Brenda Clough
More ideas from Brenda
"Pretty in Pink, pink hibiscus floral created using Prismacolor pencils on black Canson Mi Tientes paper. Image size is 11-1/2 x 13-1/2.

"Pretty in Pink, pink hibiscus floral created using Prismacolor pencils on black Canson Mi Tientes paper. Image size is 11-1/2 x 13-1/2.

An email late last week suddenly changed my quilty plans for the weekend. This pile came out of the cupboard on Friday night and got cut:   ...

An email late last week suddenly changed my quilty plans for the weekend. This pile came out of the cupboard on Friday night and got cut: ...

I love how a dense filler makes the quilting pop...well, that and two layers of batting! by AngelaFMQ, via Flickr

I love how a dense filler makes the quilting pop...well, that and two layers of batting! by AngelaFMQ, via Flickr

FMQ River Rock Border-this is the border I created for my husband's quilt. There is no blog source because I uploaded it from my Pictures.  I used Coats and Clark 100% cotton variegated quilting thread in colorway #812-Sandstone on teal batik. Using free motion quilting, quilt big circles leaving some space in between them. Fill in the empty spaces with more FMQ. This technique takes a LOT of thread.

FMQ River Rock Border-this is the border I created for my husband's quilt. There is no blog source because I uploaded it from my Pictures. I used Coats and Clark 100% cotton variegated quilting thread in colorway #812-Sandstone on teal batik. Using free motion quilting, quilt big circles leaving some space in between them. Fill in the empty spaces with more FMQ. This technique takes a LOT of thread.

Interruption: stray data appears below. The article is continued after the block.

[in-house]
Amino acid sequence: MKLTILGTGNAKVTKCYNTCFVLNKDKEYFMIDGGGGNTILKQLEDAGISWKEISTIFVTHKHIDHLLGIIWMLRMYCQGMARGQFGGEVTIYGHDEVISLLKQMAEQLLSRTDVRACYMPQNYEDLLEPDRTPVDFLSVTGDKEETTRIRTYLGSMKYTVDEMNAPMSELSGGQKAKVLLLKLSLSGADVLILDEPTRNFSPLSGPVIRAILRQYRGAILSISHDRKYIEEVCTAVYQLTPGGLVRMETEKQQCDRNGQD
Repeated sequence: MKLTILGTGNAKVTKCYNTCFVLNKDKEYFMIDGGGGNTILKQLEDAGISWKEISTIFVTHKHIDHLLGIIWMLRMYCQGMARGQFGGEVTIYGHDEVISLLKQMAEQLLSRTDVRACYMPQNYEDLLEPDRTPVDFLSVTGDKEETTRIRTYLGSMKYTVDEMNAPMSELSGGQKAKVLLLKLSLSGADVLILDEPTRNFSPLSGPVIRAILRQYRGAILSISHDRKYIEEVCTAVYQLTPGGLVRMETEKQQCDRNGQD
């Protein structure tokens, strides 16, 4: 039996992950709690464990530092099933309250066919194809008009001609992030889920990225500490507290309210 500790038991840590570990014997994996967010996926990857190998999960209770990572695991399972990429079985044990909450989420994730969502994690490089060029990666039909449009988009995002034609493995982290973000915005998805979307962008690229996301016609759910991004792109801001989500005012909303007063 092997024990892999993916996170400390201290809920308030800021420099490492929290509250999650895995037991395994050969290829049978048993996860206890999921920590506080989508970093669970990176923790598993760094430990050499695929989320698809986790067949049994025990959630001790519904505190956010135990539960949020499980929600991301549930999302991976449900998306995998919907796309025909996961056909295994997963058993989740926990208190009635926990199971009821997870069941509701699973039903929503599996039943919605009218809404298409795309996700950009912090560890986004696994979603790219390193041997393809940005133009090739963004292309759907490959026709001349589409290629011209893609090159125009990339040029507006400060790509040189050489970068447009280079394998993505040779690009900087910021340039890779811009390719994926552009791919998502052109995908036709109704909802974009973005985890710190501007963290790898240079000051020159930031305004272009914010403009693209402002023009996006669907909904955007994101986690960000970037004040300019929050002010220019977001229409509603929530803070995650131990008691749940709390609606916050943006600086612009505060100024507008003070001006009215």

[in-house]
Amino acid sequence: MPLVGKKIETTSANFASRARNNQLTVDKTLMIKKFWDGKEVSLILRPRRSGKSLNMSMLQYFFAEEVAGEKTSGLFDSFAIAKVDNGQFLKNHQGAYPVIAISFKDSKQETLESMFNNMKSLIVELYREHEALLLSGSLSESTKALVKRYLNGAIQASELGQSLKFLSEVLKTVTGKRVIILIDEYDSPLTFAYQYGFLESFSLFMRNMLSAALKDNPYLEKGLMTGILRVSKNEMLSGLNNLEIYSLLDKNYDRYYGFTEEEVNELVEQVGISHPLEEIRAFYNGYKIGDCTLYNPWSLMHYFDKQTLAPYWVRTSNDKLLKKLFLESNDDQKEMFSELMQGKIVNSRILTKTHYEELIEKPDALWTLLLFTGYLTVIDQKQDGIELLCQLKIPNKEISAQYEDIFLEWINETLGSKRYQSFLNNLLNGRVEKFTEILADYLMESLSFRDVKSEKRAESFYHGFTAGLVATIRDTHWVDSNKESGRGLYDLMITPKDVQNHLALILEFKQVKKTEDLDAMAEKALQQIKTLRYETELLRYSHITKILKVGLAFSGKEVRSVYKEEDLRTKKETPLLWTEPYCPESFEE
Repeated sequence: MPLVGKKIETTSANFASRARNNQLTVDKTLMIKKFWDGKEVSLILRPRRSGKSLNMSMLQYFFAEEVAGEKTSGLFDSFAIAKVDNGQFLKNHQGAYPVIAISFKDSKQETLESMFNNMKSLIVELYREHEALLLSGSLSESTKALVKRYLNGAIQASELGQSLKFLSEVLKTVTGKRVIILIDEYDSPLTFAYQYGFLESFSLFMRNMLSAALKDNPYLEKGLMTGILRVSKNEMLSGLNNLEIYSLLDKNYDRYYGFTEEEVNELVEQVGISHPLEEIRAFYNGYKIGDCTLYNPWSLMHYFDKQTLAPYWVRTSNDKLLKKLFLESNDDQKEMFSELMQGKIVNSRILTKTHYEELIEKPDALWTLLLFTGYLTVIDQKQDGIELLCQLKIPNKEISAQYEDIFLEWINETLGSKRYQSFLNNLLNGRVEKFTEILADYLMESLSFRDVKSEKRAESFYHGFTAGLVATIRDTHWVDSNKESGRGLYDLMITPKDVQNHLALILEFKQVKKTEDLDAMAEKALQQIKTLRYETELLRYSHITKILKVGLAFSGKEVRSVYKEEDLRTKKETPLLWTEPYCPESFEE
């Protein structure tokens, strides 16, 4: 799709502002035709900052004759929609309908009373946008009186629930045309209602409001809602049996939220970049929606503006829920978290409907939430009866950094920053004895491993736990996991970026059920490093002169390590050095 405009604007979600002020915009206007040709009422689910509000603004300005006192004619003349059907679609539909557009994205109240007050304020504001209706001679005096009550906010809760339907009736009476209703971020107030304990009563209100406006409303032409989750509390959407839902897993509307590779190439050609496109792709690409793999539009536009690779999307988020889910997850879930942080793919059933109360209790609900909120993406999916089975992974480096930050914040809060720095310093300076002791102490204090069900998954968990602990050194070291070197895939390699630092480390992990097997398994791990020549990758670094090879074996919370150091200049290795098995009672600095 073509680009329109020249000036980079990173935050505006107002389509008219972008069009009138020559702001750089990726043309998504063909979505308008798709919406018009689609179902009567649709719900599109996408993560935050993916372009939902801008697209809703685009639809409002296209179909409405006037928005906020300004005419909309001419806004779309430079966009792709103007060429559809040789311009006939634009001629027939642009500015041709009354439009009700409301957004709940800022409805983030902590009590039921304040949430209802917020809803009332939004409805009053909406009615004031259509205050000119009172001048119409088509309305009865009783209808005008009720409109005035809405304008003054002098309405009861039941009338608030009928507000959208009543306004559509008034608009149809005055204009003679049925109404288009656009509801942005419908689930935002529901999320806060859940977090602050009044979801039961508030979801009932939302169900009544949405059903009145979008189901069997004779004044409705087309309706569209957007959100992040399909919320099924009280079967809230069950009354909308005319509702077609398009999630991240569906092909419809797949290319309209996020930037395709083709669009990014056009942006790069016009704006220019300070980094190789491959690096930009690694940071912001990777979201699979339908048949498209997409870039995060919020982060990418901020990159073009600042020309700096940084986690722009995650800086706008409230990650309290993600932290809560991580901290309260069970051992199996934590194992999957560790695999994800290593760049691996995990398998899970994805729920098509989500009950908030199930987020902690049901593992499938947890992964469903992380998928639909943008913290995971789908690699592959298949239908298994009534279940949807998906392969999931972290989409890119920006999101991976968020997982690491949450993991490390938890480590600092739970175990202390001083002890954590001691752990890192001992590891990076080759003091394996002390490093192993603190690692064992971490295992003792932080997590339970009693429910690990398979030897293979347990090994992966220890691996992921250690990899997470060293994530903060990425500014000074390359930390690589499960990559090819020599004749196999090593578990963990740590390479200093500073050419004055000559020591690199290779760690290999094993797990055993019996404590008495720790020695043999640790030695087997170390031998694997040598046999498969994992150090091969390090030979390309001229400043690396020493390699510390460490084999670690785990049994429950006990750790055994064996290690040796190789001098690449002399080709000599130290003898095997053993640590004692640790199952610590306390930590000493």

Here’s a technique that will help you increase your border design repertoire with virtually little or no marking. We like to think of this as "mixing and matching” because all the designs are based on a common principle—an imaginary line down the center of the border that allows the designs to bounce from one side to the other.

Here’s a technique that will help you increase your border design repertoire with virtually little or no marking. We like to think of this as "mixing and matching” because all the designs are based on a common principle—an imaginary line down the center of the border that allows the designs to bounce from one side to the other.